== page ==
Vered Kellner

During development, the brain generates activity spontaneously, without any stimulus from the outside world. This activity trains the brain to be ready for sensory input and is important for the maturation of brain circuits. My research in the Bergles lab has uncovered the involvement of astrocytes, a glial cell type in the brain, which were often thought to be merely supporting cells. Using advanced imaging and molecular techniques, I have found that astrocytes and neurons coordinate spontaneous activity during early development of the auditory system, and that this activity likely mediates the maturation of both cell types. These results position astrocytes as potential therapeutic targets for disorders that involve the maturation of brain circuits, such as autism spectrum disorders and schizophrenia.

Questions & Answers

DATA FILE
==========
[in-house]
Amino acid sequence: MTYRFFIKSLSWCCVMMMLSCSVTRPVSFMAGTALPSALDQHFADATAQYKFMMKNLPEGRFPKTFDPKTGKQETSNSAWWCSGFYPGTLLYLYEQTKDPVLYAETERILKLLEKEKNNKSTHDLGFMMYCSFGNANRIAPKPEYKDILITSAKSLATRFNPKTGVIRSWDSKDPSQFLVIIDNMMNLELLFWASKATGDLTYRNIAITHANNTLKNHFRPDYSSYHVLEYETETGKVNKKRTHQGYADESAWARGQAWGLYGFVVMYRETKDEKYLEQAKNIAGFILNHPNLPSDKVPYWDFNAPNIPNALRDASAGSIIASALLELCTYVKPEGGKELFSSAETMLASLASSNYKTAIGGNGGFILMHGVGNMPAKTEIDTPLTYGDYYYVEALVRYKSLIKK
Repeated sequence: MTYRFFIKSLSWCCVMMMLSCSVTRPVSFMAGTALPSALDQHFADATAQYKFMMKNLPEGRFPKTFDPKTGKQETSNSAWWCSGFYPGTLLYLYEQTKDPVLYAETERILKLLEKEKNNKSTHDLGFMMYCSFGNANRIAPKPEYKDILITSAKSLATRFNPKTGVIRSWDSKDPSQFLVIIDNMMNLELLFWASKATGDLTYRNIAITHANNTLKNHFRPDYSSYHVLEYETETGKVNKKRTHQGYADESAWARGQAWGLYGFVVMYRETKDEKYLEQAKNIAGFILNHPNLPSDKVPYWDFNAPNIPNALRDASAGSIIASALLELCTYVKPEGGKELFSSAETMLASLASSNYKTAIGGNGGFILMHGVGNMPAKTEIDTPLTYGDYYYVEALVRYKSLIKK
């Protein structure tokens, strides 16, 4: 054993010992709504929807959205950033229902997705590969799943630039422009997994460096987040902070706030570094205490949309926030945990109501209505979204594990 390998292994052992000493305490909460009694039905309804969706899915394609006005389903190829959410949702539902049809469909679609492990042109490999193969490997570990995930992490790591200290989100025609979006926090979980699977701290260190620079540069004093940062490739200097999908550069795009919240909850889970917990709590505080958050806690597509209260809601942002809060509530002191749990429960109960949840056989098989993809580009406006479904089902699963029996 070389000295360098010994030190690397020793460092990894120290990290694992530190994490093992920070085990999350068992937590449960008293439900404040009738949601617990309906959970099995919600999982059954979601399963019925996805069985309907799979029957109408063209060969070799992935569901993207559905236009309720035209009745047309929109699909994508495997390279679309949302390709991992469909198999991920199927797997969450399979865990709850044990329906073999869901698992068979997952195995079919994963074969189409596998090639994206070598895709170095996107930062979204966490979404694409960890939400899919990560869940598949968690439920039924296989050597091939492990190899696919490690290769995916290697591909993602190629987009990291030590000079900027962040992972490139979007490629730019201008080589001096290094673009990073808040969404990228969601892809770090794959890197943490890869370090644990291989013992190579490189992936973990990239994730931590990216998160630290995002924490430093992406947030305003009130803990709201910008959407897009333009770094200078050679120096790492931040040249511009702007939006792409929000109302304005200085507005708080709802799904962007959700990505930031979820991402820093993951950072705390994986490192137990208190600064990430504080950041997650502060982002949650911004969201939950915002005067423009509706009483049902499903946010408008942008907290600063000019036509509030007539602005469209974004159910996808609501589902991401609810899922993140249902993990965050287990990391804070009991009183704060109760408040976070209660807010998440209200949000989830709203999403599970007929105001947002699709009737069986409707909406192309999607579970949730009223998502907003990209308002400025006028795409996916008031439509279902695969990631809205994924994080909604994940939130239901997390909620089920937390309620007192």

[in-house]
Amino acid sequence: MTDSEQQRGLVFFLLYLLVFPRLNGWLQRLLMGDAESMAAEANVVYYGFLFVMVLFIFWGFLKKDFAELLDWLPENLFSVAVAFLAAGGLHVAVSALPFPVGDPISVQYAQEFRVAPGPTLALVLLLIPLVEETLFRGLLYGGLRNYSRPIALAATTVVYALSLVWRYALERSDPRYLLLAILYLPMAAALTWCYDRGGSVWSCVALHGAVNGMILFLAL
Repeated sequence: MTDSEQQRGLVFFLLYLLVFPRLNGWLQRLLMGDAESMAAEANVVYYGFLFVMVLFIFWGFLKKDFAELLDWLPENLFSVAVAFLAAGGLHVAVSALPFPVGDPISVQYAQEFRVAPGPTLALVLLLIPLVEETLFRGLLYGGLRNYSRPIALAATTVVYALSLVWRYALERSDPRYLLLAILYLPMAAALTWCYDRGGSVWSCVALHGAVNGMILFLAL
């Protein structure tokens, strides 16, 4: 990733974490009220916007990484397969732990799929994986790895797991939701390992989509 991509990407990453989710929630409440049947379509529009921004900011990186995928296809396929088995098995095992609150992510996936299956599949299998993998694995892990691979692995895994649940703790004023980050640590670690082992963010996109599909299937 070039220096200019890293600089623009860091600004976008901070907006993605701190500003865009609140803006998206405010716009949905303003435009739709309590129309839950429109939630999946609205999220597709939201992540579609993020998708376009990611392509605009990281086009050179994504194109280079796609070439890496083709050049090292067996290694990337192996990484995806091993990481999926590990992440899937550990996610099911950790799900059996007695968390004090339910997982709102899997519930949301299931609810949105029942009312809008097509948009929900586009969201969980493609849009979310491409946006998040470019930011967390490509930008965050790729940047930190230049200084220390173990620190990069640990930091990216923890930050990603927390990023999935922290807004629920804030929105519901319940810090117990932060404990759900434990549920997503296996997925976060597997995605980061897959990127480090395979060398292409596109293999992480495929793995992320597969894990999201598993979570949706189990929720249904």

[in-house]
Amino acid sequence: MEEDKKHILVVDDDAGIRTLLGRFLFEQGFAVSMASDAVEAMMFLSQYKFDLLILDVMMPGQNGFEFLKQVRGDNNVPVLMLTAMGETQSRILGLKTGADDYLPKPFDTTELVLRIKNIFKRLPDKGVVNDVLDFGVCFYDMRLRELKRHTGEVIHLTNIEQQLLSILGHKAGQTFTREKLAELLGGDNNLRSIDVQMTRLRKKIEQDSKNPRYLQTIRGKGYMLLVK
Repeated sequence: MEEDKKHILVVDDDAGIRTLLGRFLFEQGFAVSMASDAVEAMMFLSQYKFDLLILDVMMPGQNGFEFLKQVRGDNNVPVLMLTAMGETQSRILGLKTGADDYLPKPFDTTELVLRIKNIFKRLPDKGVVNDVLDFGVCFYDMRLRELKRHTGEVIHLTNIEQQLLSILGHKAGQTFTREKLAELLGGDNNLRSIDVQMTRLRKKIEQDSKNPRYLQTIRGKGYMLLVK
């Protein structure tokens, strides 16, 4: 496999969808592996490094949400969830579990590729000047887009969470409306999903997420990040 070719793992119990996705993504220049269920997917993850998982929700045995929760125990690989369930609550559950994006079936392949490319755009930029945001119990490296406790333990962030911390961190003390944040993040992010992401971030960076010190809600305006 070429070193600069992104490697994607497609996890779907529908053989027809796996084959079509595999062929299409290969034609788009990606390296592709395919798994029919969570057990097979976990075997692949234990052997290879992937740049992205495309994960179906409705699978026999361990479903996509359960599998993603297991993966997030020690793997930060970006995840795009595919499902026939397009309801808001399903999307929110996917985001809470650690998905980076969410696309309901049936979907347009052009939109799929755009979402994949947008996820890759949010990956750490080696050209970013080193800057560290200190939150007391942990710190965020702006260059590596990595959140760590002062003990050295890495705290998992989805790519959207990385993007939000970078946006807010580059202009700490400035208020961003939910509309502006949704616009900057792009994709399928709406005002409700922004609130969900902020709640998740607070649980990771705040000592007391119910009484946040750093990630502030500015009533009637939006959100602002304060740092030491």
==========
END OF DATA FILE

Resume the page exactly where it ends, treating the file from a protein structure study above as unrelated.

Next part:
Why did you choose Johns Hopkins for your work? I chose Johns Hopkins because I was very interested in the superb research coming from the Bergles lab. I also heard great things about Johns Hopkins’ reputation as a top-notch university for research while still maintaining a collaborative environment. What does receiving this award mean to you personally and professionally? Do you have any connection with the particular award you received? Research is hard work and it often goes unrecognized, so getting this award made me feel very excited and honored. Upon reading the biography of W. Barry Wood Jr., I felt truly inspired. He made so many contributions to science and also to policies within the university. I aspire to leave such a legacy as he did. What contributed to your project’s success? (Special skills, interests, opportunities, guidance, etc.) My project has been successful thanks to the collaborative nature of science in my lab and also at Hopkins. The Center for Hearing and Balance has been a great source of information about the auditory system and a community of auditory researchers. The shared resources in our department, such as the Multiphoton Imaging Core and the Machine Shop, really make research possible and fun. Also, the guidance and support of my adviser, Dwight Bergles, has been instrumental. What thoughts do you have about Young Investigators’ Day itself, as a celebration of the roles students and fellows play in research at Hopkins? I think it is really outstanding that Hopkins recognizes the contributions of students and postdoctoral fellows through Young Investigators’ Day and gives us an opportunity to shine. I am honored to have been selected for this award. What has been your best/most memorable experience while at Hopkins? I had the opportunity to work with Dr. David Mintz, who is an anesthesiologist and associate professor in the Department of Anesthesiology and Critical Care Medicine here at Hopkins. These collaborations with clinicians are truly what make working at Hopkins so exciting. What are your plans over the next year or so? Graduating, looking for faculty positions, etc.? I am currently looking for academic faculty positions and hope to open my own lab next year. Tell me something interesting about yourself that makes you unique. Do you have any special hobbies, interests or life experiences? I am originally from Israel, and as we have mandatory army service, I spent two years after high school in the Israeli army helping notify families about injured and deceased soldiers. This experience gave me a very broad perspective about the world and helped determine the path I wanted to take in my career.